Hall is a small town in the north of the Canberra.  Founded in 1882, it was named after the first landholder in the area and pioneer of the Canberra region, Henry Hall. He obtained a grant of 3,492 acres of land in 1833, which he named ‘Charnwood’. In 1911, Hall was included within the boundary of the land allocated for the Australian Capital Territory, close to the north western corner, near the New South Wales border. Although considered a village, similar to Tharwa, in practical terms Hall might now be considered an outer suburb of Australia’s capital Canberra.

In 1954, the main street of Hall, which had been part of the state highway system since 1935, was named the Barton Highway. In 1980, the alignment of the highway was shifted to the south as part of a dual carriage upgrade, bypassing Hall completely.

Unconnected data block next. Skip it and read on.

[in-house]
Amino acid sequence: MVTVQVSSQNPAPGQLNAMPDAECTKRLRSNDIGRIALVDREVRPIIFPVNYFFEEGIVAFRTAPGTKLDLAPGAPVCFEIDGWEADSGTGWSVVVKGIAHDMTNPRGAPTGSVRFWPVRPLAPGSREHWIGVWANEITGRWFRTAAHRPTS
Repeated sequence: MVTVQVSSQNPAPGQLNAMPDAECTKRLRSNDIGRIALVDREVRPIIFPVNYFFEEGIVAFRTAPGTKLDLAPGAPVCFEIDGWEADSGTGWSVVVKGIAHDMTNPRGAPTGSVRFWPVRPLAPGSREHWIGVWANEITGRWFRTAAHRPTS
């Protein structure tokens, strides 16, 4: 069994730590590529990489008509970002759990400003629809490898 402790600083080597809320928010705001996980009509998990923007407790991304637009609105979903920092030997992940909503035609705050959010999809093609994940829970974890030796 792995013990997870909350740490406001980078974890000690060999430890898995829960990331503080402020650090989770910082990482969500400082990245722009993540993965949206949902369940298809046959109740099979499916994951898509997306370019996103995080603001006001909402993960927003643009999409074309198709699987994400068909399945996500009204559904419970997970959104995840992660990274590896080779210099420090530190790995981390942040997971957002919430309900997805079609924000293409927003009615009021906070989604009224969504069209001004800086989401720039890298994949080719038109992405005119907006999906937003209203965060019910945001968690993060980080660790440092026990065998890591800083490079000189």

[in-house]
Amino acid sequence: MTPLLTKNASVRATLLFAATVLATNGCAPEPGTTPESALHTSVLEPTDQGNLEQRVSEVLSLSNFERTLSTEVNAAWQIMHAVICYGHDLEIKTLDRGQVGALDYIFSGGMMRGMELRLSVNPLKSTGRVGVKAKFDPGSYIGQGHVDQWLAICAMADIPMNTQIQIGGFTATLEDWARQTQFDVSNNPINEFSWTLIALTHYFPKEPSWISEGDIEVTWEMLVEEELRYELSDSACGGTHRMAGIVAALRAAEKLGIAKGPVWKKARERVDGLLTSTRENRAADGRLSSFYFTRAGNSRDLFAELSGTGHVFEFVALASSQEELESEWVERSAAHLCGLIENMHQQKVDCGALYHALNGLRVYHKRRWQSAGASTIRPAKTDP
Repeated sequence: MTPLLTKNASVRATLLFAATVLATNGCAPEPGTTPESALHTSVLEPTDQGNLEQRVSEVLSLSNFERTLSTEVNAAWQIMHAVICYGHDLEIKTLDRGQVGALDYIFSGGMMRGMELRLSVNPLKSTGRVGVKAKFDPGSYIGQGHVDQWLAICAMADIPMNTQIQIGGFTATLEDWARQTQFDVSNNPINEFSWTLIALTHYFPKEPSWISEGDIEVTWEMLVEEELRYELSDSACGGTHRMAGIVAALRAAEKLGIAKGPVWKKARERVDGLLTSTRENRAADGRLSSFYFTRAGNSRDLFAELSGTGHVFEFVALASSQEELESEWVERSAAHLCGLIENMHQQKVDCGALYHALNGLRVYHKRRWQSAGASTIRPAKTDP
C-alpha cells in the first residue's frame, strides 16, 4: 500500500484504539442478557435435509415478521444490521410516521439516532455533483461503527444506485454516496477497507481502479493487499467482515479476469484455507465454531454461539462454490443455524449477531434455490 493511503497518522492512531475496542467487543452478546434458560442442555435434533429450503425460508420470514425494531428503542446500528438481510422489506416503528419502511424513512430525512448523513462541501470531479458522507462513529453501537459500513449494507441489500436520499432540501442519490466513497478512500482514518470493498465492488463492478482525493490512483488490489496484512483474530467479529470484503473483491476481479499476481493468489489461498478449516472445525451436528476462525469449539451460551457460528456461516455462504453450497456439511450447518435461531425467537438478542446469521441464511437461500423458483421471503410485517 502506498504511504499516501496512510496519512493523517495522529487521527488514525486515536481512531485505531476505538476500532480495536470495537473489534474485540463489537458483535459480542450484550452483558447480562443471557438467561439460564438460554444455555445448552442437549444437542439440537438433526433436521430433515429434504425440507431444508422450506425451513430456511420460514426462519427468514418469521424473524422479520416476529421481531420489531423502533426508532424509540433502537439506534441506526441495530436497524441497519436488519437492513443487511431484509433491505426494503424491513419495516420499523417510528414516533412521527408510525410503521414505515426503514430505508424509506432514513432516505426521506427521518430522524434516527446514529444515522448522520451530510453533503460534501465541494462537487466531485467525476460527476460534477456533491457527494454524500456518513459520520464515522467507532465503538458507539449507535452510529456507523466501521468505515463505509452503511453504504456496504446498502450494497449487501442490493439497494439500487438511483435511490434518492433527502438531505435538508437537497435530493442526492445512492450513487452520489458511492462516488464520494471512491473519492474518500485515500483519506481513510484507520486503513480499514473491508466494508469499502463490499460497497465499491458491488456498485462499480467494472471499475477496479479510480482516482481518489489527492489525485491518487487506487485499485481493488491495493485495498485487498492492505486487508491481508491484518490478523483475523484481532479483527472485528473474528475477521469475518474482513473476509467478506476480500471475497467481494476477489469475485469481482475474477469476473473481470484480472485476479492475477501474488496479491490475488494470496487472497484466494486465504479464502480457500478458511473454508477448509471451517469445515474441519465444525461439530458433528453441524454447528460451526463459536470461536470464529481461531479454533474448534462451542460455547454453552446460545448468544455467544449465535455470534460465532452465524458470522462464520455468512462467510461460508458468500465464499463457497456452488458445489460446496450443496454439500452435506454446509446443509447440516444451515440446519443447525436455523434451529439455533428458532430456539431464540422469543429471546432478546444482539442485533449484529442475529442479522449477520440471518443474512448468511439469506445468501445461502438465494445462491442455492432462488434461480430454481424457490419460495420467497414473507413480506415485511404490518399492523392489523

Some features of note within Hall village are the equestrian park, playing fields, showground, and former Hall Primary School, along with a small shopping centre and three historic churches. The showground area plays host to the Hall Markets, a popular monthly charity market showcasing hand-produced goods.

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